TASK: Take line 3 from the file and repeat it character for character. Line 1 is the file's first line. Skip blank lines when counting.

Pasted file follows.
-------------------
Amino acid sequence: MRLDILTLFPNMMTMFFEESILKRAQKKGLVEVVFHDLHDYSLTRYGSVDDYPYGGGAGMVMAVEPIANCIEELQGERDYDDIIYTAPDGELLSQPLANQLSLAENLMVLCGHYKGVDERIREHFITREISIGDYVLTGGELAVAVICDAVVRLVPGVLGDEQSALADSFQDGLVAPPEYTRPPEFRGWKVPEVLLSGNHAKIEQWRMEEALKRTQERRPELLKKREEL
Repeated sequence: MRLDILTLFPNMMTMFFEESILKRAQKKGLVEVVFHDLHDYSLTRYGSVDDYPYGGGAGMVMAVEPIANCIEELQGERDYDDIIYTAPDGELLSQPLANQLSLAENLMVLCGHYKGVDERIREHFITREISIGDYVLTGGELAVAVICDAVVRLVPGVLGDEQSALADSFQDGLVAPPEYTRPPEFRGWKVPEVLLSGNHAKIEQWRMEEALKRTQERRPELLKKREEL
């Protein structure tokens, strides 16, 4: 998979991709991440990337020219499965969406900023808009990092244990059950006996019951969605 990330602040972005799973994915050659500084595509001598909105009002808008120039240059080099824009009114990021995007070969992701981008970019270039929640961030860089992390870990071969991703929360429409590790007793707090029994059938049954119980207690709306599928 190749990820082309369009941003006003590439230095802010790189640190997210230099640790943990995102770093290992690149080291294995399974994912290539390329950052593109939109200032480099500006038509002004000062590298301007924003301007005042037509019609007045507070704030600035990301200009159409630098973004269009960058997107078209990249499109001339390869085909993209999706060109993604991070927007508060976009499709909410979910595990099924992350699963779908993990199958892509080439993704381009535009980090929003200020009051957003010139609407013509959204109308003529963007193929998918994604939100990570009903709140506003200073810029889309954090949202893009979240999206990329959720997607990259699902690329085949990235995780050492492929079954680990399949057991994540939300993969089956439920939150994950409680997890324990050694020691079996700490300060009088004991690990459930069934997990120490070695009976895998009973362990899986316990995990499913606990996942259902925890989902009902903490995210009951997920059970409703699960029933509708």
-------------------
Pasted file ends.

């Protein structure tokens, strides 16, 4: 998979991709991440990337020219499965969406900023808009990092244990059950006996019951969605 990330602040972005799973994915050659500084595509001598909105009002808008120039240059080099824009009114990021995007070969992701981008970019270039929640961030860089992390870990071969991703929360429409590790007793707090029994059938049954119980207690709306599928 190749990820082309369009941003006003590439230095802010790189640190997210230099640790943990995102770093290992690149080291294995399974994912290539390329950052593109939109200032480099500006038509002004000062590298301007924003301007005042037509019609007045507070704030600035990301200009159409630098973004269009960058997107078209990249499109001339390869085909993209999706060109993604991070927007508060976009499709909410979910595990099924992350699963779908993990199958892509080439993704381009535009980090929003200020009051957003010139609407013509959204109308003529963007193929998918994604939100990570009903709140506003200073810029889309954090949202893009979240999206990329959720997607990259699902690329085949990235995780050492492929079954680990399949057991994540939300993969089956439920939150994950409680997890324990050694020691079996700490300060009088004991690990459930069934997990120490070695009976895998009973362990899986316990995990499913606990996942259902925890989902009902903490995210009951997920059970409703699960029933509708």